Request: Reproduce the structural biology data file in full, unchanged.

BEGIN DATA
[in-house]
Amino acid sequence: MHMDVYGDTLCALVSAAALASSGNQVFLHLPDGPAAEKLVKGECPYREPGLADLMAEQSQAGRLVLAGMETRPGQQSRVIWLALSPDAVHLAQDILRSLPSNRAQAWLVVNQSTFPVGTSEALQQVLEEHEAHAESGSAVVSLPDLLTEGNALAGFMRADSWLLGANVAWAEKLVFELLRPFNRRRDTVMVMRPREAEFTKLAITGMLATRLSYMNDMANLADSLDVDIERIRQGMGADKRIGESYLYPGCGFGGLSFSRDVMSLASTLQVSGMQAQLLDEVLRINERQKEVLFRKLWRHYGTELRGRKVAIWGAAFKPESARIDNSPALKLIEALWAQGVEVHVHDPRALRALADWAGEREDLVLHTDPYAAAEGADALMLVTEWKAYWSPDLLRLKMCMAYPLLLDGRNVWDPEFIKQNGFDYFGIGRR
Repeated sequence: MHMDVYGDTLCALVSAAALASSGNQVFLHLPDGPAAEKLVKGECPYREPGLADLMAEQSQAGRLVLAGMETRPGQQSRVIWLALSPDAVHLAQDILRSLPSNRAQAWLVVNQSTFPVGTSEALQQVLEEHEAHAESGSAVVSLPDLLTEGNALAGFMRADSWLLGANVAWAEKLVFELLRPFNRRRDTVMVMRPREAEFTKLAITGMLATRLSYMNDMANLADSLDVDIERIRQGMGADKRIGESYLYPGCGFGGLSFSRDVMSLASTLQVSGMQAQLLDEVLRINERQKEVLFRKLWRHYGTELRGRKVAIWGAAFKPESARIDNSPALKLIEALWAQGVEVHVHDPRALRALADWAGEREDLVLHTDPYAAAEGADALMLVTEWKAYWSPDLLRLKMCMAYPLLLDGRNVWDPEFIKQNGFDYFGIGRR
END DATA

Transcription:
[in-house]
Amino acid sequence: MHMDVYGDTLCALVSAAALASSGNQVFLHLPDGPAAEKLVKGECPYREPGLADLMAEQSQAGRLVLAGMETRPGQQSRVIWLALSPDAVHLAQDILRSLPSNRAQAWLVVNQSTFPVGTSEALQQVLEEHEAHAESGSAVVSLPDLLTEGNALAGFMRADSWLLGANVAWAEKLVFELLRPFNRRRDTVMVMRPREAEFTKLAITGMLATRLSYMNDMANLADSLDVDIERIRQGMGADKRIGESYLYPGCGFGGLSFSRDVMSLASTLQVSGMQAQLLDEVLRINERQKEVLFRKLWRHYGTELRGRKVAIWGAAFKPESARIDNSPALKLIEALWAQGVEVHVHDPRALRALADWAGEREDLVLHTDPYAAAEGADALMLVTEWKAYWSPDLLRLKMCMAYPLLLDGRNVWDPEFIKQNGFDYFGIGRR
Repeated sequence: MHMDVYGDTLCALVSAAALASSGNQVFLHLPDGPAAEKLVKGECPYREPGLADLMAEQSQAGRLVLAGMETRPGQQSRVIWLALSPDAVHLAQDILRSLPSNRAQAWLVVNQSTFPVGTSEALQQVLEEHEAHAESGSAVVSLPDLLTEGNALAGFMRADSWLLGANVAWAEKLVFELLRPFNRRRDTVMVMRPREAEFTKLAITGMLATRLSYMNDMANLADSLDVDIERIRQGMGADKRIGESYLYPGCGFGGLSFSRDVMSLASTLQVSGMQAQLLDEVLRINERQKEVLFRKLWRHYGTELRGRKVAIWGAAFKPESARIDNSPALKLIEALWAQGVEVHVHDPRALRALADWAGEREDLVLHTDPYAAAEGADALMLVTEWKAYWSPDLLRLKMCMAYPLLLDGRNVWDPEFIKQNGFDYFGIGRR